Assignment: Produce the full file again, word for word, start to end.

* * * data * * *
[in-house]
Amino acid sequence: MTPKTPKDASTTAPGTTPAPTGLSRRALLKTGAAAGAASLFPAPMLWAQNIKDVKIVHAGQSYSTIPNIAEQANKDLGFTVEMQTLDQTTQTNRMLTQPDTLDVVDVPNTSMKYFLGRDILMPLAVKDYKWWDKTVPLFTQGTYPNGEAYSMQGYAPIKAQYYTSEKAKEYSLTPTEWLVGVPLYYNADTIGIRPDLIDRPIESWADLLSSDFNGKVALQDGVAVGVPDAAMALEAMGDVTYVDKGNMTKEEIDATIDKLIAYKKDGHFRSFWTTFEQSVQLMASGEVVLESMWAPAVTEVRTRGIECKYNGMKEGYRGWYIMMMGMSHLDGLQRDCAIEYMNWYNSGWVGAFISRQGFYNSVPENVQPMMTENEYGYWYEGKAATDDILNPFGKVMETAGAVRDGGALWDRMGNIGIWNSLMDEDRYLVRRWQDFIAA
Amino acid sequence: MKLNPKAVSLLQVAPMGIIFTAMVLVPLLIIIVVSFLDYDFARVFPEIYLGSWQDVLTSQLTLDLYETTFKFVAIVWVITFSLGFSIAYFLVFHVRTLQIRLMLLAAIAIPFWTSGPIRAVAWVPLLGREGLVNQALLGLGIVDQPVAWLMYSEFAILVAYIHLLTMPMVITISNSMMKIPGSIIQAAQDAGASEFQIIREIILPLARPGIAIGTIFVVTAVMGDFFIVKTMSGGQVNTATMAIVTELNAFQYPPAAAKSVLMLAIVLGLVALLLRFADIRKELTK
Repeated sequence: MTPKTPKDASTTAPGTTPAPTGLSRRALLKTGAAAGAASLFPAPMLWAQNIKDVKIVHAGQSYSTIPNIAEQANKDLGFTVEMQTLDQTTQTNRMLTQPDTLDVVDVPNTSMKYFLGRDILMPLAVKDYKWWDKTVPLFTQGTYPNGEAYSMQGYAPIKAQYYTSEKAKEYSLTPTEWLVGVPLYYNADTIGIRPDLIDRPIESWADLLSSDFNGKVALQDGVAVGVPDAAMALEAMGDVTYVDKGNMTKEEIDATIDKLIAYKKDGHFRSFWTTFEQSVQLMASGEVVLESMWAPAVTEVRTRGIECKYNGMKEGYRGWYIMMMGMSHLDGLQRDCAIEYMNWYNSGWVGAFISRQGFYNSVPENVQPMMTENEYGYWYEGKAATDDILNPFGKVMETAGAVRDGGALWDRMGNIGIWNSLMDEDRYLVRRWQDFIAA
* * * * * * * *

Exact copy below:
[in-house]
Amino acid sequence: MTPKTPKDASTTAPGTTPAPTGLSRRALLKTGAAAGAASLFPAPMLWAQNIKDVKIVHAGQSYSTIPNIAEQANKDLGFTVEMQTLDQTTQTNRMLTQPDTLDVVDVPNTSMKYFLGRDILMPLAVKDYKWWDKTVPLFTQGTYPNGEAYSMQGYAPIKAQYYTSEKAKEYSLTPTEWLVGVPLYYNADTIGIRPDLIDRPIESWADLLSSDFNGKVALQDGVAVGVPDAAMALEAMGDVTYVDKGNMTKEEIDATIDKLIAYKKDGHFRSFWTTFEQSVQLMASGEVVLESMWAPAVTEVRTRGIECKYNGMKEGYRGWYIMMMGMSHLDGLQRDCAIEYMNWYNSGWVGAFISRQGFYNSVPENVQPMMTENEYGYWYEGKAATDDILNPFGKVMETAGAVRDGGALWDRMGNIGIWNSLMDEDRYLVRRWQDFIAA
Amino acid sequence: MKLNPKAVSLLQVAPMGIIFTAMVLVPLLIIIVVSFLDYDFARVFPEIYLGSWQDVLTSQLTLDLYETTFKFVAIVWVITFSLGFSIAYFLVFHVRTLQIRLMLLAAIAIPFWTSGPIRAVAWVPLLGREGLVNQALLGLGIVDQPVAWLMYSEFAILVAYIHLLTMPMVITISNSMMKIPGSIIQAAQDAGASEFQIIREIILPLARPGIAIGTIFVVTAVMGDFFIVKTMSGGQVNTATMAIVTELNAFQYPPAAAKSVLMLAIVLGLVALLLRFADIRKELTK
Repeated sequence: MTPKTPKDASTTAPGTTPAPTGLSRRALLKTGAAAGAASLFPAPMLWAQNIKDVKIVHAGQSYSTIPNIAEQANKDLGFTVEMQTLDQTTQTNRMLTQPDTLDVVDVPNTSMKYFLGRDILMPLAVKDYKWWDKTVPLFTQGTYPNGEAYSMQGYAPIKAQYYTSEKAKEYSLTPTEWLVGVPLYYNADTIGIRPDLIDRPIESWADLLSSDFNGKVALQDGVAVGVPDAAMALEAMGDVTYVDKGNMTKEEIDATIDKLIAYKKDGHFRSFWTTFEQSVQLMASGEVVLESMWAPAVTEVRTRGIECKYNGMKEGYRGWYIMMMGMSHLDGLQRDCAIEYMNWYNSGWVGAFISRQGFYNSVPENVQPMMTENEYGYWYEGKAATDDILNPFGKVMETAGAVRDGGALWDRMGNIGIWNSLMDEDRYLVRRWQDFIAA